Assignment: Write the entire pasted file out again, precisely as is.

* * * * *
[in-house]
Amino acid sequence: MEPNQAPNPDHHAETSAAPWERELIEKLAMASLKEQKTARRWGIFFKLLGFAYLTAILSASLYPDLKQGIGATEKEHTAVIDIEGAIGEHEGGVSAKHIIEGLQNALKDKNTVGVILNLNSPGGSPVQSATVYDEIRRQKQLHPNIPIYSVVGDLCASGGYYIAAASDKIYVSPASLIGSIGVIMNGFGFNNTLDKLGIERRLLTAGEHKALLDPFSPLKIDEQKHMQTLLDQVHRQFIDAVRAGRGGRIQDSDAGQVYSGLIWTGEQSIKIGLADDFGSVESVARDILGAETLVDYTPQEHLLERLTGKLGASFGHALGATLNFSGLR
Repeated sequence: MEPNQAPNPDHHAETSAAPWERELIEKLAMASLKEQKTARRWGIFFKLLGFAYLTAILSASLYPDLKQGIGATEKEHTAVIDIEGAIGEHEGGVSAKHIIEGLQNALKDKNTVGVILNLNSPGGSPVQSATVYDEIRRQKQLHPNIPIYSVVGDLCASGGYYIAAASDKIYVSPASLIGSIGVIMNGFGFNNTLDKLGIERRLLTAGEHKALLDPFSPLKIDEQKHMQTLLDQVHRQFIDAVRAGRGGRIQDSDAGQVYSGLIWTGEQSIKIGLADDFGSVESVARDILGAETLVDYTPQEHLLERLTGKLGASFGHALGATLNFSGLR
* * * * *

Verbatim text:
[in-house]
Amino acid sequence: MEPNQAPNPDHHAETSAAPWERELIEKLAMASLKEQKTARRWGIFFKLLGFAYLTAILSASLYPDLKQGIGATEKEHTAVIDIEGAIGEHEGGVSAKHIIEGLQNALKDKNTVGVILNLNSPGGSPVQSATVYDEIRRQKQLHPNIPIYSVVGDLCASGGYYIAAASDKIYVSPASLIGSIGVIMNGFGFNNTLDKLGIERRLLTAGEHKALLDPFSPLKIDEQKHMQTLLDQVHRQFIDAVRAGRGGRIQDSDAGQVYSGLIWTGEQSIKIGLADDFGSVESVARDILGAETLVDYTPQEHLLERLTGKLGASFGHALGATLNFSGLR
Repeated sequence: MEPNQAPNPDHHAETSAAPWERELIEKLAMASLKEQKTARRWGIFFKLLGFAYLTAILSASLYPDLKQGIGATEKEHTAVIDIEGAIGEHEGGVSAKHIIEGLQNALKDKNTVGVILNLNSPGGSPVQSATVYDEIRRQKQLHPNIPIYSVVGDLCASGGYYIAAASDKIYVSPASLIGSIGVIMNGFGFNNTLDKLGIERRLLTAGEHKALLDPFSPLKIDEQKHMQTLLDQVHRQFIDAVRAGRGGRIQDSDAGQVYSGLIWTGEQSIKIGLADDFGSVESVARDILGAETLVDYTPQEHLLERLTGKLGASFGHALGATLNFSGLR